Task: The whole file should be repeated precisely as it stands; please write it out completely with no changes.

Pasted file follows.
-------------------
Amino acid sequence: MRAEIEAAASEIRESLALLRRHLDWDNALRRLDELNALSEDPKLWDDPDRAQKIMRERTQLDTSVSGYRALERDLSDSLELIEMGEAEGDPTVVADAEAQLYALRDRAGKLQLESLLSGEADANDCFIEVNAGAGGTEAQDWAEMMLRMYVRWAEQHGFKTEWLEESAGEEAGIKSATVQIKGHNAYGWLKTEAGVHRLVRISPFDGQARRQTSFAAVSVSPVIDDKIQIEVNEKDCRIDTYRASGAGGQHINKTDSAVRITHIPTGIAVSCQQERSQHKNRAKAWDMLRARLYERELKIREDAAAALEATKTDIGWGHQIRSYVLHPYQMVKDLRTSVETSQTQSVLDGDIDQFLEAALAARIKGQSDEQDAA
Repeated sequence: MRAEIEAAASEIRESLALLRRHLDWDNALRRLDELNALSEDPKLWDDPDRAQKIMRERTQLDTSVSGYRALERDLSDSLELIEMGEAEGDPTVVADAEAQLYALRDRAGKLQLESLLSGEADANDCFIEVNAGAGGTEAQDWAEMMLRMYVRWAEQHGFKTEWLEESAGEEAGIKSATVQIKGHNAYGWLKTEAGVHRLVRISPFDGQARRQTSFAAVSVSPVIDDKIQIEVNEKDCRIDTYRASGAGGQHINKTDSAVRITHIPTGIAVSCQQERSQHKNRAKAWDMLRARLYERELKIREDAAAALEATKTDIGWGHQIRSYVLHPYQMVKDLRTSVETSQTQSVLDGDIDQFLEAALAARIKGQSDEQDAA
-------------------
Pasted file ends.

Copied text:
Amino acid sequence: MRAEIEAAASEIRESLALLRRHLDWDNALRRLDELNALSEDPKLWDDPDRAQKIMRERTQLDTSVSGYRALERDLSDSLELIEMGEAEGDPTVVADAEAQLYALRDRAGKLQLESLLSGEADANDCFIEVNAGAGGTEAQDWAEMMLRMYVRWAEQHGFKTEWLEESAGEEAGIKSATVQIKGHNAYGWLKTEAGVHRLVRISPFDGQARRQTSFAAVSVSPVIDDKIQIEVNEKDCRIDTYRASGAGGQHINKTDSAVRITHIPTGIAVSCQQERSQHKNRAKAWDMLRARLYERELKIREDAAAALEATKTDIGWGHQIRSYVLHPYQMVKDLRTSVETSQTQSVLDGDIDQFLEAALAARIKGQSDEQDAA
Repeated sequence: MRAEIEAAASEIRESLALLRRHLDWDNALRRLDELNALSEDPKLWDDPDRAQKIMRERTQLDTSVSGYRALERDLSDSLELIEMGEAEGDPTVVADAEAQLYALRDRAGKLQLESLLSGEADANDCFIEVNAGAGGTEAQDWAEMMLRMYVRWAEQHGFKTEWLEESAGEEAGIKSATVQIKGHNAYGWLKTEAGVHRLVRISPFDGQARRQTSFAAVSVSPVIDDKIQIEVNEKDCRIDTYRASGAGGQHINKTDSAVRITHIPTGIAVSCQQERSQHKNRAKAWDMLRARLYERELKIREDAAAALEATKTDIGWGHQIRSYVLHPYQMVKDLRTSVETSQTQSVLDGDIDQFLEAALAARIKGQSDEQDAA